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Scala Future Timeout Patterns


Scala Futures provide an elegant way of handling asynchronous operations in Scala. In this article, I would like to focus on the Future timeout patterns; how can you enforce time constraints on Future operations. There are several ways how to deal with Future timeouts.


The most simple and obvious way is simply start blocking for some period of time and then check if the Future has already completed. Future object itself doesn't provide an option to block (as it is discouraged to do so), but there is helper method Await.result for this purpose. It takes two arguments: a future to block on and a timeout. If the Future doesn't complete before the timeout, a TimeoutException is thrown.

def longRunningOperation(): Int = { Thread.sleep(1000); 1 }

test("A Future should be awaitable using Await.result()") {
    val f = Future { longRunningOperation() }
    Await.result(f, 1100.milliseconds) should be(1)

Note that even though some Await.result calls on a Future might fail, the Future is still running and once it completes, the subsequent Await.result will succeed:

test("A Future should continue running even after several Await.result() timeouts") {
    val f = Future { longRunningOperation() }
    intercept[TimeoutException] { Await.result(f, 300.milliseconds) }
    intercept[TimeoutException] { Await.result(f, 500.milliseconds) }
    whenReady(f, timeout(300.milliseconds)) { x => x should be(1) }

Be very careful about using the blocking Await.result calls as it is almost never what you should do. This approach is in fact worse than not creating the Future at all and execute the longRunningOperation() synchronously. When you await on a Future, you are actually consuming two threads; the first one is running the long running operation itself and the other one is waiting until the first one completes. Use Await.result with extreme caution only as the last resort as it can also cause unexpected deadlocks.


The Future companion object provides the Future.firstCompletedOf method with the following signature:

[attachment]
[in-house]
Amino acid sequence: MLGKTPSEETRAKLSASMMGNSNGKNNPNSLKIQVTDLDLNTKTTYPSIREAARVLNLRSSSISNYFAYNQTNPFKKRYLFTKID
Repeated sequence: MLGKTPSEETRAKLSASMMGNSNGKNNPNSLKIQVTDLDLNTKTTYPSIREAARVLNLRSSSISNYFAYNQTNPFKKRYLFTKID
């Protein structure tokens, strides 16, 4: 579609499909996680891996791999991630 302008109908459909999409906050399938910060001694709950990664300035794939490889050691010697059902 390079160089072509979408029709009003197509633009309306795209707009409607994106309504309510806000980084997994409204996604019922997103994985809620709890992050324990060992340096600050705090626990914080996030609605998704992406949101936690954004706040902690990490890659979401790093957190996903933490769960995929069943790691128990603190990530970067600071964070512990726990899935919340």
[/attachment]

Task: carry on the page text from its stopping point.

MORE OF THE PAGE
def firstCompletedOf[T](futures: TraversableOnce[Future[T]])(implicit executor: ExecutionContext): Future[T]

It takes a collection of Futures as an argument and returns a new Future, which is completed once the first Future from the list completes. Therefore, knowing this method, we can write a custom Future, let's call it the timeoutFuture, which would block the thread for some period of time (the timeout) and then throw a TimeoutException. Such timeoutFuture can then be passed along with the original Future to the firstCompletedOf method:

val e = new TimeoutException("Future timeout")

test("firstCompletedOf() should timeout when the first completed (blocking) Future throws an exception") {
    val f1 = Future { longRunningOperation() }
    val timeoutFuture = Future { Thread.sleep(500); throw e }
    val f = Future.firstCompletedOf(f1 :: timeoutFuture :: Nil)
    whenReady(f.failed, timeout(600.milliseconds)) { ex => ex shouldBe an[TimeoutException] }

Even though this solution works as expected, it is neither effective nor an elegant one. It shouldn't be necessary to block a thread with the timeoutFuture as the only thing it is doing is throwing an exception after some time. Thankfully, Akka comes with a solution called akka.pattern.after, which completes a Future after some initial delay:

test("firstCompletedOf() should timeout when the first completed (non-blocking) Future throws an exception") {
    val f1 = Future { longRunningOperation() }
    val timeoutFuture = akka.pattern.after(500.milliseconds, using = system.scheduler) { Future.failed(e) }
    val f = Future.firstCompletedOf(f1 :: timeoutFuture :: Nil)
    whenReady(f.failed, timeout(600.milliseconds)) { ex => ex shouldBe an[TimeoutException] }

Using akka.pattern.after, we create a new Future in a non-blocking way, which completes after some delay with a specified value (this value can of course be an exception). Unfortunately, this approach requires access to an Akka scheduler.

Promise completion

When you take a look at the source code of the Future.firstCompletedOf method, you can see it is implemented by completing a Promise.

Using Promise completion directly can be useful if you are unable to create a non-blocking timeoutFuture shown in the previous paragraph, possibly due to unavailable Akka scheduler. Promises, on the other hand, can be completed from anywhere, you can use any other scheduler you have at your disposal, for example the standard Java SchedulerExecutorService: